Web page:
Course Information – January Term 2021
This seminar will analyze the legal challenges posed by the Internet to the traditional commercial legal framework. Topics include intellectual property issues, online contracts, digital signatures, taxation, privacy and the provision of online legal services.
This course examines the legal and policy issues relating to e-commerce from a comparative, global perspective with an emphasis on Canadian developments. It covers wide range of issues involving how national governments regulate the technology of internet and how private citizens’ rights relating to internet are protected. Issues to be canvassed include privacy and personal data, internet jurisdiction, regulation of internet marketing, issues in electronic transactions, internet governance, domain name business models and disputes, intellectual property challenges for new business models, legal issues raised by cloud computing, as well as net neutrality and telecom regulation.
The course was originally scheduled as an in-person seminar. Given the current situation, it is being delivered in an online format. This will necessitate some changes from the original plan but also provides some exciting new opportunities. The typical format for classes will take the following approach:
The class will meet online daily from 13:00 – 15:00. In advance of the class, students will be expected to spend approximately one hour on prepared audio or video materials. This will usually involve watching a pre-recorded video lecture and listening to a podcast related to the day’s subject matter. In addition, there will be readings to prepare for the video lecture and class discussion. All readings are online and posted on this course website.
In the first hour of the online class, students will go into breakout rooms to discuss a short hypothetical distributed at the start of class. We will reconvene as a full group to discuss the scenario, add some additional lecturing, and engage in a broader discussion.
The second hour will feature a guest discussant. The syllabus posted below lists the guests. Students will be asked to provide advance questions for the guest, who will open with brief remarks, followed by a moderated discussion.
Please consult the University’s Brightspace course website for links to the course lectures and the password and links for the Zoom classes.
The course evaluation features three components.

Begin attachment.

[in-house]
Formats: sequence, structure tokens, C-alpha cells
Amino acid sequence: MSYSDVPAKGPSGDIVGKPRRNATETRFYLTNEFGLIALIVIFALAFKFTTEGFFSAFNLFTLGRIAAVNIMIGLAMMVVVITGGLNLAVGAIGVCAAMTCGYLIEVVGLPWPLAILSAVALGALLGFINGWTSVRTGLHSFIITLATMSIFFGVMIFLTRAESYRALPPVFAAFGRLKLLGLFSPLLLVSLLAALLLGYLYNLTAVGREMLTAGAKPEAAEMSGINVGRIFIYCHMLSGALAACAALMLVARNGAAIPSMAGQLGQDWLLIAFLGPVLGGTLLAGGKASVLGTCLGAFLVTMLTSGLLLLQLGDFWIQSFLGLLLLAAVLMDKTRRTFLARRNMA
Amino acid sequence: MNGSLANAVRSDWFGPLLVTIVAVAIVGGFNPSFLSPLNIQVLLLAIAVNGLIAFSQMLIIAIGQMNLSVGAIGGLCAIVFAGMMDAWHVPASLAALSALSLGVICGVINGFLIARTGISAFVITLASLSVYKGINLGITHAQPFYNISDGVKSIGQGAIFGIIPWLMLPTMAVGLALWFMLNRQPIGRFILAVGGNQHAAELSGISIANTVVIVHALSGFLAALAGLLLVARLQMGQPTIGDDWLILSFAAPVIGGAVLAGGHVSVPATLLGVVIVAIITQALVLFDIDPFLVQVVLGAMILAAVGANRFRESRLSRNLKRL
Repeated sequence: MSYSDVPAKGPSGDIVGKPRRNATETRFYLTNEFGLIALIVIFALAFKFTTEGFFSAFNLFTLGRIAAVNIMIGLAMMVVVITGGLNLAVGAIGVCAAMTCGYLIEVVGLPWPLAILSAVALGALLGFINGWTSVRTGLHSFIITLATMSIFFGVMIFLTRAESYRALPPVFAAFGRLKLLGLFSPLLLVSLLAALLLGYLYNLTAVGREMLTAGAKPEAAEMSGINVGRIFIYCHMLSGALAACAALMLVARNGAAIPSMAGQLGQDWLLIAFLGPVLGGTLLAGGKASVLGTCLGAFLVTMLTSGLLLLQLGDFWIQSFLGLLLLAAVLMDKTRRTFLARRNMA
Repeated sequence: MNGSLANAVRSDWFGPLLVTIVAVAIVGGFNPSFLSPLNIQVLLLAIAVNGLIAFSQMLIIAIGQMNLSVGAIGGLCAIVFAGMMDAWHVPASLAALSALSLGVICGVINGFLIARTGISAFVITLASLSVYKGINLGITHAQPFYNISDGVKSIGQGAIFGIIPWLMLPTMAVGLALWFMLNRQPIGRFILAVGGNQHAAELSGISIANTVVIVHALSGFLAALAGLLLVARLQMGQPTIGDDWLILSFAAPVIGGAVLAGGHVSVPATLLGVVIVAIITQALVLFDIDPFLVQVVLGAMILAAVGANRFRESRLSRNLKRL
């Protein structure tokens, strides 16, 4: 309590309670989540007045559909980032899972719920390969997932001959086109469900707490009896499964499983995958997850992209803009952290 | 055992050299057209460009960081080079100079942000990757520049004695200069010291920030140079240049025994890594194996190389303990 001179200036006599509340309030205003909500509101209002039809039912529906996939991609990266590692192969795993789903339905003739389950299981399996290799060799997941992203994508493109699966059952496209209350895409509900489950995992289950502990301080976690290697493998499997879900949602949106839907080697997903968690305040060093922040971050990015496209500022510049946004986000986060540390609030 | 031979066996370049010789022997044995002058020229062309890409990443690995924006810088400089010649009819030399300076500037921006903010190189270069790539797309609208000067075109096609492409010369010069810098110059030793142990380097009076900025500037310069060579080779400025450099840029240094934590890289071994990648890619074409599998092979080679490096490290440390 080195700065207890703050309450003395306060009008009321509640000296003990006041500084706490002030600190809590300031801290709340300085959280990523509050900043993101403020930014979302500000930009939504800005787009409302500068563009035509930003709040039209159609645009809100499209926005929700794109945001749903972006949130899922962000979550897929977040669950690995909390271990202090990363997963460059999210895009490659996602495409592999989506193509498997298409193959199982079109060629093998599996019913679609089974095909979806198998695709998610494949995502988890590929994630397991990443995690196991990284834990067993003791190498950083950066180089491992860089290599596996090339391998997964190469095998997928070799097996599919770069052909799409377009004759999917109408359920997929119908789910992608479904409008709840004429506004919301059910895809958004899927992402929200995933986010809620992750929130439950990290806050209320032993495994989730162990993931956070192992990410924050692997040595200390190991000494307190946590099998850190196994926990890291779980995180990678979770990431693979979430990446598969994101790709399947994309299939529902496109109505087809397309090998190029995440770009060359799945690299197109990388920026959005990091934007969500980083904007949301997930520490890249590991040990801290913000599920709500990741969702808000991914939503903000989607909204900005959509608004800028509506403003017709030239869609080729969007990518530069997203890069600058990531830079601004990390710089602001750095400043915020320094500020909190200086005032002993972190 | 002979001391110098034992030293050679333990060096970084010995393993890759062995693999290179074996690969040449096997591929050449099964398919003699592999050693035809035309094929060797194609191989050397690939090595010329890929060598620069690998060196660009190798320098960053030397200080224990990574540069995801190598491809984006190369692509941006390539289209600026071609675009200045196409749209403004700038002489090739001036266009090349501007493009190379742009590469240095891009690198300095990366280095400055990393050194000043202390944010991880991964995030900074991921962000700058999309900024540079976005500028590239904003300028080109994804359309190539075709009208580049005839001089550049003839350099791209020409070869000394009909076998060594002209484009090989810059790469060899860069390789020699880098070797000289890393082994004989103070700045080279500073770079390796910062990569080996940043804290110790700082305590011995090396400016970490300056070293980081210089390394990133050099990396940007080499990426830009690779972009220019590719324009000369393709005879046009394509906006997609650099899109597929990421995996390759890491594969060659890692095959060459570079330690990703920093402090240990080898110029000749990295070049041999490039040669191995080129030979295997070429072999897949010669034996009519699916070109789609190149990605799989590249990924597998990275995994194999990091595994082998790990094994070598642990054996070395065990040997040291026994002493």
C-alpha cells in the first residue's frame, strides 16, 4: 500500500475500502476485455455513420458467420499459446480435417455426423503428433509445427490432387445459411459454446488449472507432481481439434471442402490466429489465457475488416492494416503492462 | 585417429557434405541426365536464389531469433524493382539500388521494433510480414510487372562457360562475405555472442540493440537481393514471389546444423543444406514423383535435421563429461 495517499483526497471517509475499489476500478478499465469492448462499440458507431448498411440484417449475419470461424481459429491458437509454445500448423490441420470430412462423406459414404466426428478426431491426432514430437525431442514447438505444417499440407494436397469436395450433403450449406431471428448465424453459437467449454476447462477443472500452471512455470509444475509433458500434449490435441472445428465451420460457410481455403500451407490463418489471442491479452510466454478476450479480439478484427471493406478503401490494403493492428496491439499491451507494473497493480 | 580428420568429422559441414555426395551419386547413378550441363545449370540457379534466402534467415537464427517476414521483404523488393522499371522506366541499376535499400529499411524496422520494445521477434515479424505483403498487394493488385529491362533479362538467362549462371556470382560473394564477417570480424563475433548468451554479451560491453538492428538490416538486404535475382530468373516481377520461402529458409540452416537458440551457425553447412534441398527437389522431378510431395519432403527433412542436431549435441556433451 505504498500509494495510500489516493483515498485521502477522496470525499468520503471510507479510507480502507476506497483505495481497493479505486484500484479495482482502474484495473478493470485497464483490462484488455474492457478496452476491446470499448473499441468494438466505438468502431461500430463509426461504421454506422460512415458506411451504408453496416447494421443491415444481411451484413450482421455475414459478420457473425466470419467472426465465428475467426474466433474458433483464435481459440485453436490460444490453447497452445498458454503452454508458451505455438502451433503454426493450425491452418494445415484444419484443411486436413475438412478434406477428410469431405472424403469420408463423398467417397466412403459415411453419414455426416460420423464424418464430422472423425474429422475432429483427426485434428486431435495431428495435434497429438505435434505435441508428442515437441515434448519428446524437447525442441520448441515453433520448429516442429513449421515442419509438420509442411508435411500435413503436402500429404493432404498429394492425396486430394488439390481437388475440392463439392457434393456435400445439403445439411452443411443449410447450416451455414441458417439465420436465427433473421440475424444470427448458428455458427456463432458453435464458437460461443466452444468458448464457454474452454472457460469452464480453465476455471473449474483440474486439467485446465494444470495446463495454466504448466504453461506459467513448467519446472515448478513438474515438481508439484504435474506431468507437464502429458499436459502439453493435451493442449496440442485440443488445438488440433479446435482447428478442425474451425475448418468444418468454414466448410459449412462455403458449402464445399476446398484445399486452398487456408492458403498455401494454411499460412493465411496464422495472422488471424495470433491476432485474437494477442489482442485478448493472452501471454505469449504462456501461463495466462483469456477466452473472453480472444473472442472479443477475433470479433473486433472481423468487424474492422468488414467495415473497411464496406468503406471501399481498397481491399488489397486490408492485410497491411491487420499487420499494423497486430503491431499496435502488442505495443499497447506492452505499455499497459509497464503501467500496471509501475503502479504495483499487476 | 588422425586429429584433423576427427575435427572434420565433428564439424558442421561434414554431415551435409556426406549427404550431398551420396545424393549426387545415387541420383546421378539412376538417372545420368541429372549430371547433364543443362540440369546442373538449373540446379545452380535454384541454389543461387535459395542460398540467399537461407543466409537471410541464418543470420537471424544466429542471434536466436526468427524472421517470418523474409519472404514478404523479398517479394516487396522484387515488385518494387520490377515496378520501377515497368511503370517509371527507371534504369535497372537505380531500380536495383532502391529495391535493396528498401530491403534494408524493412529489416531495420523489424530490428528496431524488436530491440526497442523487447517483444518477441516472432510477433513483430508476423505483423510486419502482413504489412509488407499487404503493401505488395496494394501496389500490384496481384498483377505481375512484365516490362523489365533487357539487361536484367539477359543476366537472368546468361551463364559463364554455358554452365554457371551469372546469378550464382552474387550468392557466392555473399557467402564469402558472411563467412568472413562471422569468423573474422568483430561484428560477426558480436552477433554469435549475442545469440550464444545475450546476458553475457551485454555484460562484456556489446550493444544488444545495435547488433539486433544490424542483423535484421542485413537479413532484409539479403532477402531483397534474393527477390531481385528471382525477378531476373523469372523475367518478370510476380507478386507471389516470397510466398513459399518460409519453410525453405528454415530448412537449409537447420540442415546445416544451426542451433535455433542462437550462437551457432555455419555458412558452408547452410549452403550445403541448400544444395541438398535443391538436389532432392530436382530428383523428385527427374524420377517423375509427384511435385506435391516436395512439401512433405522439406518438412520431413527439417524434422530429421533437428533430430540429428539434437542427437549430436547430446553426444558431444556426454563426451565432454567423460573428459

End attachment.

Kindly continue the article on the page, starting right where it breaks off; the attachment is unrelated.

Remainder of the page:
- Class participation (20%). All students will be asked to present their breakout group discussion to the full class at least once during the course. In addition, students will be asked to provide advance questions to be posed to the course guests.
- Short policy memo (30%). Students will prepare a 1,000 word short policy memo. Details on the subject matter will be forthcoming. The memo will be assigned during the second week of the course and will be due one week after assignment.
- Final paper (50%). Students will write a final paper of approximately 2,500 words on any subject matter related to the course. Topics should be discussed in advance with the professor. The final papers will be due on January 22, 2021.
Course Schedule (subject to change)
January 5, 2021 – Introduction to Internet Law and Policy
Guest: Jacob Glick, Vice-President, Public Policy, Telus
January 6, 2021 – Jurisdiction – Which Law Applies Online?
Guest: Steve De Eyre, Director of Public Policy and Government Affairs, Canada, TikTok
January 7, 2021 – E-commerce Regulation – What Does It Mean When You Click I Agree
January 8, 2021 – Internet marketing
- 3510395 Canada Inc. v. Canada (Attorney General)
- The Fear-Free Guide to Canada’s Anti-Spam Legislation: Answers to Ten Common Questions
- How Facebook and Google Changed the Advertising Game
- Episode 70, It’s Massive Free Distribution: Village Media’s Jeff Elgie on Why His Company Opposes Lobbying Efforts to Establish a Licence for Linking to News Articles
Guest: Professor Marina Pavlovic, University of Ottawa
January 11, 2021 – Internet Governance
Guest: Byron Holland, CEO, Canadian Internet Registration Authority (CIRA)
- Geist, Canada’s GDPR Moment
- Geist, Privacy Pressure Points
- Laidlaw, Canada’s Proposed New Consumer Privacy Protection Act
- Scassa, It’s Not You, It’s Me
- Scassa, Data for Good
- Episode 71, Minister Navdeep Bains on Canada’s New Privacy Bill
- Episode 72, Emily Laidlaw on the Good, the Bad, and the Missed Opportunities on Canada’s Privacy Bill
Guest: Ann Cavoukian, Ryerson University, Former Ontario Information and Privacy Commissioner
January 13, 2021 – Internet Platform Liability
- Keller, Build Your Own Intermediary Liability Law: A Kit for Policy Wonks of All Ages
- Halpern, How Joe Biden Could Help Internet Companies Moderate Harmful Content
- Citron, Tech Companies Get a Free Pass on Moderating Content
Guest: Kevin Chan, Global Director and Head of Public Policy, Facebook
January 14, 2021 – Copyright
- Episode 16, The Copyright Review Report: Carys Craig on the Roadmap for the Future of Canadian Copyright
Guest: Jason Kee, Public Policy and Government Relations Counsel, Google
January 15, 2021 – “Web Giant” Regulation
- Owen, To Fix the Internet Look How it’s Built
- Geist, The Broadcasting Act Blunder, Day 20: The Case Against Bill C-10
Guest: Michele Austin, Head, Government Public Policy, Twitter
January 18, 2021 – Communications Regulation
Guest: Laura Tribe, Executive Director, Open Media
- Leblond, Digital Trade: Is RCEP the WTO’s Future?
- Stephenson, Fostering Growth in Digital Trade through Bilateral Cooperation in the Development of Trade Rules
- Aaronson, Data is Divisive
Guest: Jamie D. Greenberg, General Counsel, WattPad
January 20, 2021 – Digital Taxation
January 21, 2021 – STUDY DAY
January 22, 2021 – FINAL PAPER DUE